[ONOS Seminar Series] Professor. Shoi Shi: Deciphering the Mystery of Sleep: the insights from comparative neuroscience
Sleep is a physiological phenomenon that demonstrates conservation across all biological entities which have neural system. Within-species constancy and interspecies variation in sleep duration suggests it is subjected to genetic regulation. The timing of sleep is primarily regulated by endogenous circadian rhythms. However, the quantity of daily sleep an organism requires is controlled by an elusive element termed 'sleep pressure'. The precise nature of sleep pressure remains largely undefined, posing one of the most significant questions in sleep research. In recent years, multilayered investigations have been accumulating, providing insights into sleep pressure at varying biological levels, including brain region, cellular, and molecular layers.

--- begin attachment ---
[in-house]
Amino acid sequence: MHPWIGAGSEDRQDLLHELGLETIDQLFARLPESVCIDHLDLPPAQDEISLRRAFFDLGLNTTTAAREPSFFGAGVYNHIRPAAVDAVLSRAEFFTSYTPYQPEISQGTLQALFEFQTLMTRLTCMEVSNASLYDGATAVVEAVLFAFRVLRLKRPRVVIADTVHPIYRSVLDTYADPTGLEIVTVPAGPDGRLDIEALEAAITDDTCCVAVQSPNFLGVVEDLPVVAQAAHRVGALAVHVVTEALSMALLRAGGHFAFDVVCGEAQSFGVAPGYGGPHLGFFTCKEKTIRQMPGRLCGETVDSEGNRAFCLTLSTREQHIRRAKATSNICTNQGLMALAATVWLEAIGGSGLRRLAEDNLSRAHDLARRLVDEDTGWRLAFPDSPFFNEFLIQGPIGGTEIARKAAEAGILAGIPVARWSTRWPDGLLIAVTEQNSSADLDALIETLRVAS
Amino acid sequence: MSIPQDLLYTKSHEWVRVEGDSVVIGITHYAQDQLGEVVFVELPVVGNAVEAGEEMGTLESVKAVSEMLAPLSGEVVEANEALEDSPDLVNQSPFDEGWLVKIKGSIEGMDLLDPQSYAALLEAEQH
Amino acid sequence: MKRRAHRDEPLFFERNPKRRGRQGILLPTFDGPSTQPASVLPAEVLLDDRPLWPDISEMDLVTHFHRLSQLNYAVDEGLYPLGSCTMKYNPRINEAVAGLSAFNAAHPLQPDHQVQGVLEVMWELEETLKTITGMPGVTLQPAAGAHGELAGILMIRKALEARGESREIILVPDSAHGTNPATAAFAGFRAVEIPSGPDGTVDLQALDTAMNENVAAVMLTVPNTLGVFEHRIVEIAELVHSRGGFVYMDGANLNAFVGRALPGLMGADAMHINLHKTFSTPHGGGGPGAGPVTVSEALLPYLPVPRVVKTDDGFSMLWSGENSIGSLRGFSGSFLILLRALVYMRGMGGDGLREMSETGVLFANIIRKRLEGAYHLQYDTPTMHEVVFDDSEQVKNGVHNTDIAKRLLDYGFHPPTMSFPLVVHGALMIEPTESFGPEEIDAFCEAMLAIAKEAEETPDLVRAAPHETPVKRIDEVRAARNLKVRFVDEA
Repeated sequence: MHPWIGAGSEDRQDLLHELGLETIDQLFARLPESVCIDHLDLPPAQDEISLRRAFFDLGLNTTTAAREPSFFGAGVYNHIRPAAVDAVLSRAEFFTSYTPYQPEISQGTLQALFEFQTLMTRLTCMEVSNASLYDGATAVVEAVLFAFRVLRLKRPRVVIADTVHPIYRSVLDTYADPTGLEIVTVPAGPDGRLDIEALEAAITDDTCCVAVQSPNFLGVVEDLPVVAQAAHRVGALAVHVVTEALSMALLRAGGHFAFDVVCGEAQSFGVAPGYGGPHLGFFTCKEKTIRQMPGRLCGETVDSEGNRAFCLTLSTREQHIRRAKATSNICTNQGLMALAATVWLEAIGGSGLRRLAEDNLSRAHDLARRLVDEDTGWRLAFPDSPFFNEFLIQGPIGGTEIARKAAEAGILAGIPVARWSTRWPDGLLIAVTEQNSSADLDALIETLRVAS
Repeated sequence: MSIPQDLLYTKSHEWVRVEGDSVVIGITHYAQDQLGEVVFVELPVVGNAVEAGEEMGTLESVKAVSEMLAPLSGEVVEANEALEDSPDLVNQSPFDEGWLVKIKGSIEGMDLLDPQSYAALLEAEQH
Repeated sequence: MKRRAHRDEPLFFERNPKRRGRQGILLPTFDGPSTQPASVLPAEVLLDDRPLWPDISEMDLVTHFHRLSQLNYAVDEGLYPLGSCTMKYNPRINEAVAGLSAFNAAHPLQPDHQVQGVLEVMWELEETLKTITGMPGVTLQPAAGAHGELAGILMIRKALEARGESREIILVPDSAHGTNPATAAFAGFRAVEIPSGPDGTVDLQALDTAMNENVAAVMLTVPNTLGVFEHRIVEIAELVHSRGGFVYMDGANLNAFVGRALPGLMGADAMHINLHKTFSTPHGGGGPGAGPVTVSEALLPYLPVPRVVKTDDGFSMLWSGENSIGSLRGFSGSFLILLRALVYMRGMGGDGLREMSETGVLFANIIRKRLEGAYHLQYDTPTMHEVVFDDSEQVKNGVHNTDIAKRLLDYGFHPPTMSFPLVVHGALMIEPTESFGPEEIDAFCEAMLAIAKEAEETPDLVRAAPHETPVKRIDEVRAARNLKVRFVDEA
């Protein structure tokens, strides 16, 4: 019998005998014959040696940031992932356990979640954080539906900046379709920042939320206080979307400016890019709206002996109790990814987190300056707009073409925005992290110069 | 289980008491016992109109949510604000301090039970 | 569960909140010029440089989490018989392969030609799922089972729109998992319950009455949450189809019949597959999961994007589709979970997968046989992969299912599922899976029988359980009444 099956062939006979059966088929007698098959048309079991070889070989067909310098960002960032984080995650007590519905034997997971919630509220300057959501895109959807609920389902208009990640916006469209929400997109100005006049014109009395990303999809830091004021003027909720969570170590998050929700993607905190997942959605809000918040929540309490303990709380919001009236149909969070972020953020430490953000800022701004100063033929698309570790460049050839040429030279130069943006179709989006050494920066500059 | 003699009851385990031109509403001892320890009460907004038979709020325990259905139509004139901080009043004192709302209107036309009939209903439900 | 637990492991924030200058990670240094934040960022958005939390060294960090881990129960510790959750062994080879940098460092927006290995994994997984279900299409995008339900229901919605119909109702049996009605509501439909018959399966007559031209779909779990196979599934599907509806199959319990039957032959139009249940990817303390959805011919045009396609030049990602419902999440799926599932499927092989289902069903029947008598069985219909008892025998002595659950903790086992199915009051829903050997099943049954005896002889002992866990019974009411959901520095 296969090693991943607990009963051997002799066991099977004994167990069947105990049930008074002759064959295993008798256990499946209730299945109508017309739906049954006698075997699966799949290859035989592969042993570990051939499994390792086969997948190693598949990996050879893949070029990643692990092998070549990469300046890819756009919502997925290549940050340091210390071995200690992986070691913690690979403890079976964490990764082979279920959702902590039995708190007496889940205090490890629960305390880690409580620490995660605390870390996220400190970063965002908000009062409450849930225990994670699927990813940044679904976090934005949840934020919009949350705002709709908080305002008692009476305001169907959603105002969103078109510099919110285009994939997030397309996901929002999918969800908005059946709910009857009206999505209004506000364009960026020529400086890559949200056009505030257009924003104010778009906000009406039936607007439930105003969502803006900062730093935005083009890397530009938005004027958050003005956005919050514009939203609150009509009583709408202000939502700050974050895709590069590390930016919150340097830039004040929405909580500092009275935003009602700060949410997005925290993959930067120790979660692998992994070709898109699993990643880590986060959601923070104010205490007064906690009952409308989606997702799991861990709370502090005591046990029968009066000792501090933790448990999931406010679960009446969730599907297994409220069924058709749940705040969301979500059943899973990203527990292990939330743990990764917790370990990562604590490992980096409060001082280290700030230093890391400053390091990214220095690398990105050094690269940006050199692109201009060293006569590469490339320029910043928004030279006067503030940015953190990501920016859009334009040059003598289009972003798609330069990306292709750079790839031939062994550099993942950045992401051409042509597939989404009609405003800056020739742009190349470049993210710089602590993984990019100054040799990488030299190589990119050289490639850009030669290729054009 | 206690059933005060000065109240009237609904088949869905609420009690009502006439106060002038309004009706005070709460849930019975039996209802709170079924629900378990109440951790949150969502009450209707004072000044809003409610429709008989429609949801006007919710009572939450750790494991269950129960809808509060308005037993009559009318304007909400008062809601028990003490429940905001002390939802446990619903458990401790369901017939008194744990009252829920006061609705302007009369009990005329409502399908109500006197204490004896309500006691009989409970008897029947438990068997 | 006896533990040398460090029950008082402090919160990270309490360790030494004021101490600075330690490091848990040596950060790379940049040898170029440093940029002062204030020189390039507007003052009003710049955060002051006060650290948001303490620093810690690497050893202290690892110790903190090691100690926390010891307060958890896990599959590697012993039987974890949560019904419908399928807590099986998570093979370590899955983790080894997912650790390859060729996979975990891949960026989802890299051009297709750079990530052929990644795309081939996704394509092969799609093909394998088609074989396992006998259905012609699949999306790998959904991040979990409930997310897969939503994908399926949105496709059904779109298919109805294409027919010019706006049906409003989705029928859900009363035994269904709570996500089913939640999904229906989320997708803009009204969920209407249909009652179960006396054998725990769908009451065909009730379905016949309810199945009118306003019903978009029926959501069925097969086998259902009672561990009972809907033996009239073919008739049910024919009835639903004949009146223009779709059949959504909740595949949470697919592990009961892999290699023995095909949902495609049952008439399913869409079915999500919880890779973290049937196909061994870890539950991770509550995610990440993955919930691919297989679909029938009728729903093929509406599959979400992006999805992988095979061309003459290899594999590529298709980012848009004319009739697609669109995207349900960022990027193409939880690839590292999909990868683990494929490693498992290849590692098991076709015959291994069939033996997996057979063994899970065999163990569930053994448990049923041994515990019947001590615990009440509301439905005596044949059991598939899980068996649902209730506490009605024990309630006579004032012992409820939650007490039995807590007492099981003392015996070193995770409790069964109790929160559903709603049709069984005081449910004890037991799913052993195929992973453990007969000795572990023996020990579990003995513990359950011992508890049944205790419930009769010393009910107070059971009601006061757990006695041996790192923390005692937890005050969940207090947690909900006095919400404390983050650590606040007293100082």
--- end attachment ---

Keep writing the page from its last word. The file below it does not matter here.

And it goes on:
In this seminar, I provide an overview of the recent advancements in research surrounding sleep pressure, highlighting our contributions aimed at uncovering the realities of this complex phenomenon across the aforementioned biological layers. Furthermore, we delve into the dynamic nature of sleep, a unique aspect that allows genetically regulated sleep patterns to modulate in response to environmental stimuli. I provide our recent efforts in comprehending this plasticity of sleep, wherein robust genetic regulations adapt to environmental inputs.